Snow has hit many areas of the country much later than normal this winter. If you've just recently installed your new winter / snow tires, keep in mind, like other tires, they have a break-in period.
The very outer part of a tire's tread contains a release compound and/or lubricant. During the tire manufacturing process, this part of the tread helps to keep the tire from sticking to the hot tire mold as the tire cures.
For break-in, we suggest a few hundred miles of gentle acceleration, cornering and braking in order to wear off this compound and get a feel for how your winter / snow tires handle compared to your non-winter tires. For more information on how to properly adjust to your new set of winter / snow tires, read "Breaking In New Winter Tires."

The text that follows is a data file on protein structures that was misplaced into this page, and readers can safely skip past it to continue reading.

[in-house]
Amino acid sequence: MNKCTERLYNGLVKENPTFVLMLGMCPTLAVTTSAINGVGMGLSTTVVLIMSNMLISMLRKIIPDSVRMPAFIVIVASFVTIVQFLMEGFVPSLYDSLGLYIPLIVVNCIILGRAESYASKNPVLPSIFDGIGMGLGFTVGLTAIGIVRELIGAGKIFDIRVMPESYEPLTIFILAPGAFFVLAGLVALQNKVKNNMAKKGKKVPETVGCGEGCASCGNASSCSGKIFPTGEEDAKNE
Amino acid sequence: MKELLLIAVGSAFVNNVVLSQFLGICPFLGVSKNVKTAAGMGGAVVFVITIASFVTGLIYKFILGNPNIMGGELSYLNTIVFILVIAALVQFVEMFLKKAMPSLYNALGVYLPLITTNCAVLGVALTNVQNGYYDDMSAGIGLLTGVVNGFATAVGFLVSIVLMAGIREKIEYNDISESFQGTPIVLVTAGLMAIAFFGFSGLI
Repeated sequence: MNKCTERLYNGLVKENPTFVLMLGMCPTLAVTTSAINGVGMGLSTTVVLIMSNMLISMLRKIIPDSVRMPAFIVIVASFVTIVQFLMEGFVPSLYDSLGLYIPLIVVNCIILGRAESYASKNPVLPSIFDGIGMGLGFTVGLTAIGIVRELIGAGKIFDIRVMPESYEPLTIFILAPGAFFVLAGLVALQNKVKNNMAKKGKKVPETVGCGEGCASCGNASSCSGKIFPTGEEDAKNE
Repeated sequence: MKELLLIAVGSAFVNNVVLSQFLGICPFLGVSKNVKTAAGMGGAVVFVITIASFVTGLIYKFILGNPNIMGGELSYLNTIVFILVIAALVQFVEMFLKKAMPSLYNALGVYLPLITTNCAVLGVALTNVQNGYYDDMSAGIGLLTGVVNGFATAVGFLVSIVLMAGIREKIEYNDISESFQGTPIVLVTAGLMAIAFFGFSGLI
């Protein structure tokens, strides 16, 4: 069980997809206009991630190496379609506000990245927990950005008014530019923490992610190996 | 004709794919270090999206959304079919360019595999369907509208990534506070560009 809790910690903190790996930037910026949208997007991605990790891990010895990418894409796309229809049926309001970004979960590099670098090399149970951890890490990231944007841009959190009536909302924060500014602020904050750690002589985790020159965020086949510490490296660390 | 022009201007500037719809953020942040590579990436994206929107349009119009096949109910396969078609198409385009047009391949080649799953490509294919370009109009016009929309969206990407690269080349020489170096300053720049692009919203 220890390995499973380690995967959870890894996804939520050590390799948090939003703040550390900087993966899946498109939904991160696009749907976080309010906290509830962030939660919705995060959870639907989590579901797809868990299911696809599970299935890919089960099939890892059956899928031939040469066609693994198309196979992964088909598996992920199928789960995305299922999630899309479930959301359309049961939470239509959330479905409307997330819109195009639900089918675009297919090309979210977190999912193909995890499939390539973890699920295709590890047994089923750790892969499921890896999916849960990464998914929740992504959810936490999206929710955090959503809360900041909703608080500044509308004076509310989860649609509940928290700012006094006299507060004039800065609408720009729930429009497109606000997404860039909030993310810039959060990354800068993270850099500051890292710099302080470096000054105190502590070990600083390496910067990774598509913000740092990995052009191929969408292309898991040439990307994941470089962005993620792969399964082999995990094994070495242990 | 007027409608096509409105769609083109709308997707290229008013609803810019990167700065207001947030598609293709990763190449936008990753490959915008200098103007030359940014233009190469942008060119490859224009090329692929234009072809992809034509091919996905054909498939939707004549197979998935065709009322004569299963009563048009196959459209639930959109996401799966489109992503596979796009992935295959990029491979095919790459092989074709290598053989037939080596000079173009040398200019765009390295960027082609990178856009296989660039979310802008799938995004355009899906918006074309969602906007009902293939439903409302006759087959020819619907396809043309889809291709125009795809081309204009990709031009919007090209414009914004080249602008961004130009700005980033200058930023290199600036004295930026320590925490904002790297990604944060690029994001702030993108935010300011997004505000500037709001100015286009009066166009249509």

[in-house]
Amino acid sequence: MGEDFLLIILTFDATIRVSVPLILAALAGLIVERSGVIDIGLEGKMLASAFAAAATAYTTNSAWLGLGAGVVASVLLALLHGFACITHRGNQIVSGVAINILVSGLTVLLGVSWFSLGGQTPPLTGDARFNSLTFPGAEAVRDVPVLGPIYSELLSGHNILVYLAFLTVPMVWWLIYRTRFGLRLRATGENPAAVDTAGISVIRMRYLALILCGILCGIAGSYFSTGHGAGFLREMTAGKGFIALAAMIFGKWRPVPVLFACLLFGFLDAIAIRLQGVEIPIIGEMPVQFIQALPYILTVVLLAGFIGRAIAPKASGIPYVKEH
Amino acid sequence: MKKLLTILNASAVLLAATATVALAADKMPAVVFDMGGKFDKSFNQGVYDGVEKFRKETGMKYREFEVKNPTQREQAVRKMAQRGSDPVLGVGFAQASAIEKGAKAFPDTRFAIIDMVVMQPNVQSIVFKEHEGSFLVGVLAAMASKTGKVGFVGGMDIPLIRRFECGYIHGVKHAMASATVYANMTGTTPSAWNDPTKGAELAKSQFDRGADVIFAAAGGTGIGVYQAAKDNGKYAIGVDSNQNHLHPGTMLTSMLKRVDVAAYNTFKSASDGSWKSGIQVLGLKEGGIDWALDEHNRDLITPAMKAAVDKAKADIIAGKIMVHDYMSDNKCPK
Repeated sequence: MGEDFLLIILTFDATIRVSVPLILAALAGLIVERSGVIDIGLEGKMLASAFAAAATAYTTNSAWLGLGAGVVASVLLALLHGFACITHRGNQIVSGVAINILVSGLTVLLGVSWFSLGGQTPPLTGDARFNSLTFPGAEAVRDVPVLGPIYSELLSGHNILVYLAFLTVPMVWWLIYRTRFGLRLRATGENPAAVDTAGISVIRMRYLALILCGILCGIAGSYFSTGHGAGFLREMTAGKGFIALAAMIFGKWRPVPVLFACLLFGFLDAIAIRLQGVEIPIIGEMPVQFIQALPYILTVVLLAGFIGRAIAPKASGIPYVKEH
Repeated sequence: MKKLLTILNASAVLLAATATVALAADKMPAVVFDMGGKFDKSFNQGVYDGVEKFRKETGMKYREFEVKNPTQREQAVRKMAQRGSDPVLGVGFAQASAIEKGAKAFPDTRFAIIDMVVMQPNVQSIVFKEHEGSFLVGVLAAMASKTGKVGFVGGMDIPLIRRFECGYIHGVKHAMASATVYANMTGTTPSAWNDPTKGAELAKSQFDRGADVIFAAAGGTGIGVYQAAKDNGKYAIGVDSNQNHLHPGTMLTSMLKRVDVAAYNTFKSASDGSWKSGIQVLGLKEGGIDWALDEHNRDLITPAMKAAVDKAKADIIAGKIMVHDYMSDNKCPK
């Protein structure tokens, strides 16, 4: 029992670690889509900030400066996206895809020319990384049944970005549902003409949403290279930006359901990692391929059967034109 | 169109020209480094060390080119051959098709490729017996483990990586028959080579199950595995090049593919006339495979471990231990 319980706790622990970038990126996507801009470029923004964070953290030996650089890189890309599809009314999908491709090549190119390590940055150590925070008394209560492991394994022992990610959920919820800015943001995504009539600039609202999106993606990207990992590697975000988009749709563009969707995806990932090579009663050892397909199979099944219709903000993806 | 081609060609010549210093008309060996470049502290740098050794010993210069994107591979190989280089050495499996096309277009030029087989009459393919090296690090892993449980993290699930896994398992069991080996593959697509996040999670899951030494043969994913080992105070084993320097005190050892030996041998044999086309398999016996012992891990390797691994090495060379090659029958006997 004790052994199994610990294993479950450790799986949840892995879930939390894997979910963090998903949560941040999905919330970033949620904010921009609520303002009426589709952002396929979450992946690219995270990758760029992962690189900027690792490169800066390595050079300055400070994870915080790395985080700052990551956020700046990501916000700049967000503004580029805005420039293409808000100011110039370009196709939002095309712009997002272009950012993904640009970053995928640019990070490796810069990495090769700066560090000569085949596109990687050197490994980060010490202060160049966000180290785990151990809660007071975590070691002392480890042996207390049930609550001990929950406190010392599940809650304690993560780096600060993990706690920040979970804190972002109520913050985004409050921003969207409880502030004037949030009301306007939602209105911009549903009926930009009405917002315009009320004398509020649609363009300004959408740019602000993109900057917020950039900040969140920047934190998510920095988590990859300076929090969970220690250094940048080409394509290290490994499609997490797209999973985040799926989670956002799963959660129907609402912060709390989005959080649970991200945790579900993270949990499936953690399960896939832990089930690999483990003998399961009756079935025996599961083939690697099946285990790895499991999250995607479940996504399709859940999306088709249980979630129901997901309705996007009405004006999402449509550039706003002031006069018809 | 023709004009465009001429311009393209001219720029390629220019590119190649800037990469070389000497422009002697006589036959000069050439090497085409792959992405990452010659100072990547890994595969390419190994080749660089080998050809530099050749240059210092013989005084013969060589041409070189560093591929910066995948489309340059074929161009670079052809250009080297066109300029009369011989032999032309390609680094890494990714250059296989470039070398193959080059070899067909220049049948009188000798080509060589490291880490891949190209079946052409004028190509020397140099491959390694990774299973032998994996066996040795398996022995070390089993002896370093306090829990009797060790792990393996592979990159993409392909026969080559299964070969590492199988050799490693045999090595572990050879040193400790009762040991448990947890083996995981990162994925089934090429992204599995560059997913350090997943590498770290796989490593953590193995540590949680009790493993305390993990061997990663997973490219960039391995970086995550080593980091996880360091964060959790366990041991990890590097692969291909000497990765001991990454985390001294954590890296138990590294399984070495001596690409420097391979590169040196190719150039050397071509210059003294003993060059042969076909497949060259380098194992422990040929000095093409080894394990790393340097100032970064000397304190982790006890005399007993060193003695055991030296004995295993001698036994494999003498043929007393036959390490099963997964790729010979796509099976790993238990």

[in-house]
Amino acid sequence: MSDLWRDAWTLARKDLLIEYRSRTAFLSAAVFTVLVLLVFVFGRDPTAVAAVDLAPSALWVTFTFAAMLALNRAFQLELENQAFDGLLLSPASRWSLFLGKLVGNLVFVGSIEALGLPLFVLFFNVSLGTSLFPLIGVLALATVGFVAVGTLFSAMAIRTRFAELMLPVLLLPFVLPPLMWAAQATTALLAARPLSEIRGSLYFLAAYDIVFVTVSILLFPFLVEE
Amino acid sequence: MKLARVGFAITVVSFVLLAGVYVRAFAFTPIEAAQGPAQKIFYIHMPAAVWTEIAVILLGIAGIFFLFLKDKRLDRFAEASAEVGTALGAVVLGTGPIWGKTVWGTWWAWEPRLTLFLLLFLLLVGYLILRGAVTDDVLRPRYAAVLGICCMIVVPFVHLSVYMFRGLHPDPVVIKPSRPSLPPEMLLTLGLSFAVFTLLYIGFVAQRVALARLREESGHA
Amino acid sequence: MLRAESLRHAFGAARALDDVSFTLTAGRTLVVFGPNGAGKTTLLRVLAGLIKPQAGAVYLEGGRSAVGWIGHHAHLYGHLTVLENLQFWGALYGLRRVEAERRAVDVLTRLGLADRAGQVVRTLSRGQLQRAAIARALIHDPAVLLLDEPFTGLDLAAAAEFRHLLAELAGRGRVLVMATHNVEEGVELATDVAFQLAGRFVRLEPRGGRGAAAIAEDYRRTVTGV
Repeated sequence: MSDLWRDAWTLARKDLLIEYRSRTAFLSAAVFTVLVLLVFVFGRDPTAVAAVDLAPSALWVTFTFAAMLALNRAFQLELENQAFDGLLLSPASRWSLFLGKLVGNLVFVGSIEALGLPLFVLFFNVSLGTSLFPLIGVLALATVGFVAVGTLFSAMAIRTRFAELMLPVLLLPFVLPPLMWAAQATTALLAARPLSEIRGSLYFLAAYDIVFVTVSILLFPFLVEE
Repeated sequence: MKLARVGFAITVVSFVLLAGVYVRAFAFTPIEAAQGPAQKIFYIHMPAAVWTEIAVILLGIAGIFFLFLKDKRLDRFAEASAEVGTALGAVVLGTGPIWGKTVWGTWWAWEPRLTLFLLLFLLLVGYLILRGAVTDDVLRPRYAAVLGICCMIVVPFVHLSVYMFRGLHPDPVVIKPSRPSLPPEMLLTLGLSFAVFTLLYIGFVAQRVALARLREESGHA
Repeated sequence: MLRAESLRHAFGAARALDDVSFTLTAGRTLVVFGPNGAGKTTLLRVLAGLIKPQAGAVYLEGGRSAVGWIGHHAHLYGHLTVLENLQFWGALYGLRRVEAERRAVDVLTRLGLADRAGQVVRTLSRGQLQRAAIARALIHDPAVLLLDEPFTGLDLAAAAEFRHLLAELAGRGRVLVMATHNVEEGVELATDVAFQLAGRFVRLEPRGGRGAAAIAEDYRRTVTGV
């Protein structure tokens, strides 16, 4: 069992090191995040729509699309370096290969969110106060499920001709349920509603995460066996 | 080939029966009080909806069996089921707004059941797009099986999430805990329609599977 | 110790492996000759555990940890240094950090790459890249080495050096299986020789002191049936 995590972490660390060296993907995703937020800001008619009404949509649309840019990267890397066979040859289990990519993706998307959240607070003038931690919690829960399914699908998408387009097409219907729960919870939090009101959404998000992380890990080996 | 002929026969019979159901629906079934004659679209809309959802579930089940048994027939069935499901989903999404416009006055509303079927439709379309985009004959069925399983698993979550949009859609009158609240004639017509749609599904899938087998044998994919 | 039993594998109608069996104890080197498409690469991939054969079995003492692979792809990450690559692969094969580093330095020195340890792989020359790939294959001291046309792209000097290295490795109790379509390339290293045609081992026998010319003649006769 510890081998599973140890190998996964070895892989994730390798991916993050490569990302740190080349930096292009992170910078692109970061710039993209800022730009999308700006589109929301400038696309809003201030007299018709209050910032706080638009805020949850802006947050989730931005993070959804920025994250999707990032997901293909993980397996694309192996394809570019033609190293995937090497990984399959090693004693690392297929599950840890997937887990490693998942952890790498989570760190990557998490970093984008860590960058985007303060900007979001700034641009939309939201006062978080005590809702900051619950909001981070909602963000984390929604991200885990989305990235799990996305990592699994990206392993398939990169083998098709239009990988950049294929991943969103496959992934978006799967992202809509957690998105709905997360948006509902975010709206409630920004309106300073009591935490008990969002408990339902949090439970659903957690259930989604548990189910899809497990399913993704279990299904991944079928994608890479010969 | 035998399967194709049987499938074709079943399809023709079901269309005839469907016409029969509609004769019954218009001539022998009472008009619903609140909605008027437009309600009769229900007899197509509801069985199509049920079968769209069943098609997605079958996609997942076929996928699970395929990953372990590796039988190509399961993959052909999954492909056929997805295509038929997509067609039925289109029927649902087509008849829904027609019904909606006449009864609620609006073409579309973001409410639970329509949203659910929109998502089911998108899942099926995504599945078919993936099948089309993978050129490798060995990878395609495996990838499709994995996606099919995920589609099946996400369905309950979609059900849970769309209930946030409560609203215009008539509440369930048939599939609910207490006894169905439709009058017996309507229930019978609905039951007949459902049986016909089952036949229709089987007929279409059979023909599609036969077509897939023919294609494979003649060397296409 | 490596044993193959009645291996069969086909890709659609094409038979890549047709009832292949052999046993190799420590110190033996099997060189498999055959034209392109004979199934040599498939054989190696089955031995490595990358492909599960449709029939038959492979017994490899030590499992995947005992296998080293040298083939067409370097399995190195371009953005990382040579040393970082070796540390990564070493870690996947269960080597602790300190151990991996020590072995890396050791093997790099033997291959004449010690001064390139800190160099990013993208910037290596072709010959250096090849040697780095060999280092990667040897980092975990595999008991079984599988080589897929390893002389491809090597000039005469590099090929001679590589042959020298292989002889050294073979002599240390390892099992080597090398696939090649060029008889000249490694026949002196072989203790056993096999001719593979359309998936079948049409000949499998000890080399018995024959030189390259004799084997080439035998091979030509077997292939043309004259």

An important aspect of the break-in period is for the driver to become acclimated to how these new tires feel and perform. During this process, drivers should understand that winter / snow tires do have different levels of dry grip, road feel and handling compared to summer and all-season tires. This is because winter tires have more tread depth and more aggressive open tread patterns, as well as rubber compounds that remain soft in winter's freezing temperatures. Take this time to adjust your driving style accordingly and learn how the new winter / snow tires will react to your steering inputs.
It's important to note that there are special break-in procedures for studded tires and you can find the necessary steps for breaking in studded tires by reading "Studded Tire Break-In."